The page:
My interests are in community ecology, biodiversity conservation, and macroecology. My research aims to understand the processes that maintain diversity and to forecast how ecological communities respond to global change. I study how forests change under altered species interaction networks using field studies, use quantitative syntheses to assess the scope of human impacts on ecological networks globally, and develop predictive models of ecosystem change in response to anthropogenic drivers. A central focus of my research has been on the ecological importance of seed dispersing vertebrates for forest diversity and function.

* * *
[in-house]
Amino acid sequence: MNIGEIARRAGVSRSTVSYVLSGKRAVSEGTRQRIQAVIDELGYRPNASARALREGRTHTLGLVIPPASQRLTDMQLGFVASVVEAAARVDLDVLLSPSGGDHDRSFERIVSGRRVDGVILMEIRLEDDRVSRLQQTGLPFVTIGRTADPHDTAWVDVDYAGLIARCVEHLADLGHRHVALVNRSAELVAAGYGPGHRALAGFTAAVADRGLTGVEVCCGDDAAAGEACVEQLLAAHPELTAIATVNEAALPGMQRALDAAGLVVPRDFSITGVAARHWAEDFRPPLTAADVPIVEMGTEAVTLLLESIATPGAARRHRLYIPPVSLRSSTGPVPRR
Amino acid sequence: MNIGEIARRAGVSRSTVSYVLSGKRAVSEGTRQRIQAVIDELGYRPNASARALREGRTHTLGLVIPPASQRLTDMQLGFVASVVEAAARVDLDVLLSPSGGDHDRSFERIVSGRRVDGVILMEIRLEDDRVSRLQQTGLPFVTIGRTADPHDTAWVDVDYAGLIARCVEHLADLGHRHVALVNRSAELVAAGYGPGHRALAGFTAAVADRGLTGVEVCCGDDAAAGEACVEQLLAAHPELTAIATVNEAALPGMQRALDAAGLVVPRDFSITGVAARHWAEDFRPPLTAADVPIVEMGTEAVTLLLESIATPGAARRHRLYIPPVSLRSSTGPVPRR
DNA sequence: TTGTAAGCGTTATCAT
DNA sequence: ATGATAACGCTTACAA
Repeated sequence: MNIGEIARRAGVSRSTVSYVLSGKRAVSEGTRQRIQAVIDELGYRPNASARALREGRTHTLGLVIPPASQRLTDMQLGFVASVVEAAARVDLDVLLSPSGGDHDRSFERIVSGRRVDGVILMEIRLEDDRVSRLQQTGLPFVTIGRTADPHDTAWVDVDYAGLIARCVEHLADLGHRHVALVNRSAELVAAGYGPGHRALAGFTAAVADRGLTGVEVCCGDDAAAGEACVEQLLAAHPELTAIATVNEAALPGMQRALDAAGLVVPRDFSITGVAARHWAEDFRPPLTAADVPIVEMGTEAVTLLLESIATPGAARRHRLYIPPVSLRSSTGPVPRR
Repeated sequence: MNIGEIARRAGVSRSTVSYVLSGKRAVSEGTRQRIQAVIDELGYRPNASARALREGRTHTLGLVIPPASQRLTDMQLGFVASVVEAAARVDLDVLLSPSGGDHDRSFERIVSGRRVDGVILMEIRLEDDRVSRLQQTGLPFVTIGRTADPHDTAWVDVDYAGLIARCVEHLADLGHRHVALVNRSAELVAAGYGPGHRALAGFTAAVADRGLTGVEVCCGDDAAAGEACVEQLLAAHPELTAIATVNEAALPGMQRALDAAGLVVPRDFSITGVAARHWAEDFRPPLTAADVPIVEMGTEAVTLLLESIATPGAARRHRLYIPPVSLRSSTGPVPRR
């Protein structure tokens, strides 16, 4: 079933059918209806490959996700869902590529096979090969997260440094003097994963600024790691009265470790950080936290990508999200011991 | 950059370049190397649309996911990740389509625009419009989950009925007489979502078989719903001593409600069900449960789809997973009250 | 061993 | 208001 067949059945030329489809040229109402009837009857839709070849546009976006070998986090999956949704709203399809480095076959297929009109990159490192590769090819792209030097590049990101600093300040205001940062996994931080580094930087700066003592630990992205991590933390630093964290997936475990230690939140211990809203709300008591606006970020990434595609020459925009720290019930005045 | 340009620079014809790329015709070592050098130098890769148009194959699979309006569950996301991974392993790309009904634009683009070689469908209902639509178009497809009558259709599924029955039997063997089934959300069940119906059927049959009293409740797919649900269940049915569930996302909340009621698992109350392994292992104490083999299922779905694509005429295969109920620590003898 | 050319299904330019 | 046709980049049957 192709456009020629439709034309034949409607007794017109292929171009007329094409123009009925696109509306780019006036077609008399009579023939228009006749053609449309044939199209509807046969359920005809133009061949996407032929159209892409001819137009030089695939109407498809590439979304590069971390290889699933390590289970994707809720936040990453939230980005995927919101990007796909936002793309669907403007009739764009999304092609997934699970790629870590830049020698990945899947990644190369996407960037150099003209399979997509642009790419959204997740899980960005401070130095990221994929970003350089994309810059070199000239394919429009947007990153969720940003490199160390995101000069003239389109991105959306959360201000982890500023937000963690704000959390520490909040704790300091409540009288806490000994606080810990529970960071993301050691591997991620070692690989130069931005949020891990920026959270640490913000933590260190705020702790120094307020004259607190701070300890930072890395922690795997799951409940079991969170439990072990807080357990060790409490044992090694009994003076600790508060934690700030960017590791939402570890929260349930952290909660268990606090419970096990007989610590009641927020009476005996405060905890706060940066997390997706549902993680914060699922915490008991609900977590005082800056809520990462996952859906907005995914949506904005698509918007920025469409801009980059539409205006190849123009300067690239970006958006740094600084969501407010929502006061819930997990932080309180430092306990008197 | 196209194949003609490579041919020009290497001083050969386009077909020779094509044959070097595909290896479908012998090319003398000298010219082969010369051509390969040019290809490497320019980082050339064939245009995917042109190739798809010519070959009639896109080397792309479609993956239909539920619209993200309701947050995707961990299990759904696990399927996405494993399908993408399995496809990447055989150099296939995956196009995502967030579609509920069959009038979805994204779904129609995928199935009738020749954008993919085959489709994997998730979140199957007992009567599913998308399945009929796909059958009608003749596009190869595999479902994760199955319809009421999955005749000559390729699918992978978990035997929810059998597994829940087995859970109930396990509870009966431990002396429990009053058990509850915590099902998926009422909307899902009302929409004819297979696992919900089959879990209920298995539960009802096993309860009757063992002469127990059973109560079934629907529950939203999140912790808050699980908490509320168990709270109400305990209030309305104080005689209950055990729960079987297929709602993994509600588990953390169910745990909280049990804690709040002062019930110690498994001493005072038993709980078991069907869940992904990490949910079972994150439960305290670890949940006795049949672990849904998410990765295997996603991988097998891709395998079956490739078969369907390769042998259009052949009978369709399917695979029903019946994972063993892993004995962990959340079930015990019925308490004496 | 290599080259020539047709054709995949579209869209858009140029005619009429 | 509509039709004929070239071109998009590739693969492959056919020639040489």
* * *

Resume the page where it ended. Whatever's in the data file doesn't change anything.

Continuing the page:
I am currently a postdoctoral fellow at the National Socio-Environmental Synthesis Center (SESYNC) in Annapolis, Maryland where I study how changing seed dispersal interactions will influence terrestrial ecosystems under global change. My previous postdoctoral position was with Haldre Rogers at Iowa State University where my work focused on the ecological consequences of seed disperser loss in the Mariana Island chain with the Ecology of Bird Loss Project. I am originally from northwest Montana, graduated from Bowdoin College in 2011, and completed a PhD at the University of Washington in 2015.